Life On and Off an Acreage

In-sights into moving from an Acreage back to Town, plus a few things I find of interest.

Two things that horses are scared about:

1. Things that move
2. Things that don't move

November 18, 2010

Only 6 More Months to Go

The BBQ is down for the winter, although if we should get a mild spell, say above -10C I might think about firing it up . The snow shovel is by the door ready for use, and it will probably get used a lot! It's not much fun standing outside BBQ'ing when it's much colder than that.






This morning, it was -15C and had snowed most of the day yesterday. The horses tend to take it in stride. They are so well insulated that the snow will not melt on their backs. We leave it there as an extra blanket for them.














The water trough and salt block get lots of use during the cold weather. Dry hay tends to cause a need for more salt in the diet. You can see the electrical cord going to the floating heater. Tomorrow, I will be putting the wooden box and insulation around the tank, plus a half lid to cut down the heat loss. I was too slow in draining the garden hose yesterday so it was frozen when I went to fill the trough. 100 feet of frozen hose, coiled up (with difficulty) in the hallway to the house solved the problem. Today, I was a lot faster in walking the hose to ensure the last of the water was out of it.









The drive way was ploughed with my timber and truck to give it a chance to harden up. The snow is not as slippery when packed so it makes the climb up the hill a little easier on the vehicles. Elaine has a front wheel drive with aggressive snow tires on all wheels. It is very seldom that her car won't get up to the house.

My truck is a 4 wheel drive with very aggressive tires and gets used to pull friends and visitors out of the ditch when necessary, generally 4 to 5 times a winter. When the truck gets stuck, my neighbour will come over with his 350HD and pull it out.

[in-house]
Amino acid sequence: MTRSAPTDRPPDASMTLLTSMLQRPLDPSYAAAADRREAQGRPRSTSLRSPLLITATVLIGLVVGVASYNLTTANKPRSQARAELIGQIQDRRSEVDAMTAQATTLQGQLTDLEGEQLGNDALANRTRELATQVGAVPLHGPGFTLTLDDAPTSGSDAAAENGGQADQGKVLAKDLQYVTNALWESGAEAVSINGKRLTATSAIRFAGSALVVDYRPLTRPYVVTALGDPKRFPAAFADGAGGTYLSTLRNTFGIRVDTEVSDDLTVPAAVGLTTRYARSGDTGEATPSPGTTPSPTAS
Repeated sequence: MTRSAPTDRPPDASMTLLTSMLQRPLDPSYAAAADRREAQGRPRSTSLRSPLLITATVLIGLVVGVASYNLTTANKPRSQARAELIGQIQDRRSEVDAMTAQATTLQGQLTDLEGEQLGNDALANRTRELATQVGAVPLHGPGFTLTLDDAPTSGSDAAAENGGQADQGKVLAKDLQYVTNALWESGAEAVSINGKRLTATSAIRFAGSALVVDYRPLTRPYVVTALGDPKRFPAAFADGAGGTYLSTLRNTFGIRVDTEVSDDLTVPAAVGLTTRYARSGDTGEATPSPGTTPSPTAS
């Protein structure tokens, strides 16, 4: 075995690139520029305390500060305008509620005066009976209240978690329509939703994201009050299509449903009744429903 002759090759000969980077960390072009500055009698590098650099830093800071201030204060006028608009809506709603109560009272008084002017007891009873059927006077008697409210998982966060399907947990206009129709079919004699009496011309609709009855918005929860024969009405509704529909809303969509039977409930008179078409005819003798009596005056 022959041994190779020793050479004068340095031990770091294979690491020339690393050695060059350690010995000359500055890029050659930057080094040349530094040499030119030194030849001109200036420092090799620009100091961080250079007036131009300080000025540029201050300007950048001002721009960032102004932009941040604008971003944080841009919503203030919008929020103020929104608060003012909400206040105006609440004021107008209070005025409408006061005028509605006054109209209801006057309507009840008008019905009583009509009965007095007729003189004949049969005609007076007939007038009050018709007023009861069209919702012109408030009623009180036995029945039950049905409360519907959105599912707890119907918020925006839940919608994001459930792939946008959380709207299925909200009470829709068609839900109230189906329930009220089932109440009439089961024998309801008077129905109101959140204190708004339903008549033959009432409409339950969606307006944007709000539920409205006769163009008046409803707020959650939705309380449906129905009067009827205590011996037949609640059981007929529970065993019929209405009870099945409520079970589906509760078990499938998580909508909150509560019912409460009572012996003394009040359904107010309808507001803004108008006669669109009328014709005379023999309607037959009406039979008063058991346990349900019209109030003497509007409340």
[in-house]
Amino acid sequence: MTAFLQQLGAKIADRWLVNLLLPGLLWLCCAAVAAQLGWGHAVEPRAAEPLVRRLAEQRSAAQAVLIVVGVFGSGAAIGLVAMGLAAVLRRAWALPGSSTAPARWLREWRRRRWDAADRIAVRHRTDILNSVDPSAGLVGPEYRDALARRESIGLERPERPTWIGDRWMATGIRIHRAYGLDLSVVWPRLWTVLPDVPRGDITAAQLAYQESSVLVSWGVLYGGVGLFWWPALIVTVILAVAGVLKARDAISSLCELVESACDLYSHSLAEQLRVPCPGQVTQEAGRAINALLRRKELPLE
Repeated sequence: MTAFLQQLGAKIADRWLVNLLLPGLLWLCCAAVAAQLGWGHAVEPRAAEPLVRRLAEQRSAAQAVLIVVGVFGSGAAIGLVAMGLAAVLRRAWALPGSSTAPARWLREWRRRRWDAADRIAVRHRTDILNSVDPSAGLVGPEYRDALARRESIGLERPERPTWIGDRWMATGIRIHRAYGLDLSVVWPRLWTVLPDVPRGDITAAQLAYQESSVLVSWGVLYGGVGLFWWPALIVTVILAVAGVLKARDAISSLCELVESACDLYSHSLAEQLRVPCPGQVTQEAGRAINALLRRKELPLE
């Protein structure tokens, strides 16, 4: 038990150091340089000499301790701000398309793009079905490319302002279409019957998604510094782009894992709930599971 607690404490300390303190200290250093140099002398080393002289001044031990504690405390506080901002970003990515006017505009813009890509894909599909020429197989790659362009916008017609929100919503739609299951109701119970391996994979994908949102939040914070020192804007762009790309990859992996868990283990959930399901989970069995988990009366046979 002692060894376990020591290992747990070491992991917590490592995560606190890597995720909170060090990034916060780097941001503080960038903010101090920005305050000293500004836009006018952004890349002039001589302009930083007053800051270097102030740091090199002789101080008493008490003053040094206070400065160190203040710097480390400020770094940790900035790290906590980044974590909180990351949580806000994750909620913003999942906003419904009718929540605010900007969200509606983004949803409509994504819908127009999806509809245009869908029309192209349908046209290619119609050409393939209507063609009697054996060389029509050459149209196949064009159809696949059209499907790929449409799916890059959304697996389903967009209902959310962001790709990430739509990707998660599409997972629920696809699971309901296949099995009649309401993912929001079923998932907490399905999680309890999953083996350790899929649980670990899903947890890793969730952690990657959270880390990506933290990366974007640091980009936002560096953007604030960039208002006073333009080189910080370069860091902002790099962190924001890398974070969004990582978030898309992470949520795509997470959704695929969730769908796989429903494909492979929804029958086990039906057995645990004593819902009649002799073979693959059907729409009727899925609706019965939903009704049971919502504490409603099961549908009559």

Winter! It is a hardening experience in Alberta.

Surely there must be somebody in the deep south that would love to experience watering horses, feeding chickens and shoveling snow for a few months this year. I would be willing to swap acreages for a little while, say two months starting in January?

Did I mention that we also get frozen water lines, power outages and blizzards? Truly a fun experience!

Let me know if you decide to take me up on the offer.
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6 comments:

texwisgirl said...

Gee, Ian, I wish I could help you out. However, having lived in Wisconsin for the first 20 years of my life, I'm not falling for your "generous" offer. I had to laugh when I saw the title of your post as I know that mindset too well... Ha!

Today we had 60 degrees. We will dip into teens during the winter. Rarely into single digits. And we often get 60 degree days off and on throughout the Texas 'winter'. But, we will also get some WONDERFUL snowfalls to give us that joy for a day or two at most.

So, no. No deal. Sorry. My horses have just put their fuzzies on (not quite their woolies yet) and send best wishes to your full-out long-john-wearing ones. :)

Gail said...

Thanks for stopping by for a visit. I feel very weak complaining about winter coming when you are in for a doozy.

I do not think I could handle a big winter. I am freezing and it is still quite warm with only frost and ice in the mornings.

I wish you warmth.

Barefoot from Heaven said...

Oh yea Mr. Holland come to Holland....ha that was fun.
Well Ian I'm not used to snow and blizzards like you have and I think it's hard work. But man do I love snow (specially in Canada).

Thank you so much for sharing there were new things for me to learn, like the water buckets are warmed up for the horses???Never knew that.
But you can't be serioius about them being out in the cold the whole winter right?
Well take care of your neighbours and of yourself my friend.
Warm southern (not that southern of course) hugs Dagmar

Gregg said...

I use to have those winters. I use to have to break the ice on the water trough (we didn't have a heater. Oh how cold it was. Snow deep. I loved it when I was 25 years younger. I don't know how I would do today. You have a beautiful place.

sometimes you wonder though what made people (your ancestors) settle where they settled.

Most people would have arrived there, felt that winter blast and headed for Florida! Maybe if your founding father was "smarter" you would be sitting on the beach right now in Miami! :)

Karen said...

Hmmmm, thanks, I'll just wait for more pictures. Winter is hard work for you!

THE OLD GEEZER said...

Brother Ian

I'm sure -10C and -15C is very cold. But may I ask you to please do me a favor? Can you add the Fahrenheit temp in (periphrases) next to the Celsius (Centigrade) so I know what you're talking about? I don't keep my conversion chart handy and it would save me a lot of time :-)

Brother Ron